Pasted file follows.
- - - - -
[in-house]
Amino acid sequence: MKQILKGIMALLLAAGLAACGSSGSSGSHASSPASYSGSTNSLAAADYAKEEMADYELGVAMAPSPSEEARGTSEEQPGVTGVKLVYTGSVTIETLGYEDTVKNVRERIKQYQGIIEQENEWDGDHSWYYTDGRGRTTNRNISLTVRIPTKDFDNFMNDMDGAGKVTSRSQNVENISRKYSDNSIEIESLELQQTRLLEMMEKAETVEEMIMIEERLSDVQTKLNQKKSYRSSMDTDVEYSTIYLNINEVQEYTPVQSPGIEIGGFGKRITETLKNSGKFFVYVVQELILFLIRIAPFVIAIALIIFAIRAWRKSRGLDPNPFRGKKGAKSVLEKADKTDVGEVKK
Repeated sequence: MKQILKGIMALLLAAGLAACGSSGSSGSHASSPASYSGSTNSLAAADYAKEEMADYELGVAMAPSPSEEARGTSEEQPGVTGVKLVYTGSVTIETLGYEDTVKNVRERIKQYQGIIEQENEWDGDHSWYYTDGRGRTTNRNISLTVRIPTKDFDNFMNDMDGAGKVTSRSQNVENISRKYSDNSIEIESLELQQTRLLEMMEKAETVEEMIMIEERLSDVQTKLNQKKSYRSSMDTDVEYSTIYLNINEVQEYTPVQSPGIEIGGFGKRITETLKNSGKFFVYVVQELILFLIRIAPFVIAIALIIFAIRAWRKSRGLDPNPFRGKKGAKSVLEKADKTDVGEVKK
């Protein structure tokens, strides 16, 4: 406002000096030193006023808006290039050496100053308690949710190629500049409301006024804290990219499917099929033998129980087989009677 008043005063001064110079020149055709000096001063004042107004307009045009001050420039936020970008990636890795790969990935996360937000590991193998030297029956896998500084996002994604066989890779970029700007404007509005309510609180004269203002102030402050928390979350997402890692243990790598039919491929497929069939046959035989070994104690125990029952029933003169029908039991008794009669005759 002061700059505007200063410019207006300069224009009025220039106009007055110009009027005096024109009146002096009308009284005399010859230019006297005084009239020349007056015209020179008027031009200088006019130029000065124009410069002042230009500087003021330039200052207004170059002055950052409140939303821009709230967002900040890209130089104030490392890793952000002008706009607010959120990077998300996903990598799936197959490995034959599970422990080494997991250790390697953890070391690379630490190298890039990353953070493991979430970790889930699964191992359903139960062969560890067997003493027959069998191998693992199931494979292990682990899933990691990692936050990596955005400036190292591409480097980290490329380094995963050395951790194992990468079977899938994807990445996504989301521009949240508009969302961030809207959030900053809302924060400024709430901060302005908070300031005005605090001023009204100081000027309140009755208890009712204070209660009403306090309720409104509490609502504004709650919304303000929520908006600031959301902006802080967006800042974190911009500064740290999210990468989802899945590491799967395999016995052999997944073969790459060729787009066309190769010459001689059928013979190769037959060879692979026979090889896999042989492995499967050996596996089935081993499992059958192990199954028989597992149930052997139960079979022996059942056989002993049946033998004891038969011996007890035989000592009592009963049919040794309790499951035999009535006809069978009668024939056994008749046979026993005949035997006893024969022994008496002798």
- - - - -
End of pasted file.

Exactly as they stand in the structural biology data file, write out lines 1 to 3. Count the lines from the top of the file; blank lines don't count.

[in-house]
Amino acid sequence: MKQILKGIMALLLAAGLAACGSSGSSGSHASSPASYSGSTNSLAAADYAKEEMADYELGVAMAPSPSEEARGTSEEQPGVTGVKLVYTGSVTIETLGYEDTVKNVRERIKQYQGIIEQENEWDGDHSWYYTDGRGRTTNRNISLTVRIPTKDFDNFMNDMDGAGKVTSRSQNVENISRKYSDNSIEIESLELQQTRLLEMMEKAETVEEMIMIEERLSDVQTKLNQKKSYRSSMDTDVEYSTIYLNINEVQEYTPVQSPGIEIGGFGKRITETLKNSGKFFVYVVQELILFLIRIAPFVIAIALIIFAIRAWRKSRGLDPNPFRGKKGAKSVLEKADKTDVGEVKK
Repeated sequence: MKQILKGIMALLLAAGLAACGSSGSSGSHASSPASYSGSTNSLAAADYAKEEMADYELGVAMAPSPSEEARGTSEEQPGVTGVKLVYTGSVTIETLGYEDTVKNVRERIKQYQGIIEQENEWDGDHSWYYTDGRGRTTNRNISLTVRIPTKDFDNFMNDMDGAGKVTSRSQNVENISRKYSDNSIEIESLELQQTRLLEMMEKAETVEEMIMIEERLSDVQTKLNQKKSYRSSMDTDVEYSTIYLNINEVQEYTPVQSPGIEIGGFGKRITETLKNSGKFFVYVVQELILFLIRIAPFVIAIALIIFAIRAWRKSRGLDPNPFRGKKGAKSVLEKADKTDVGEVKK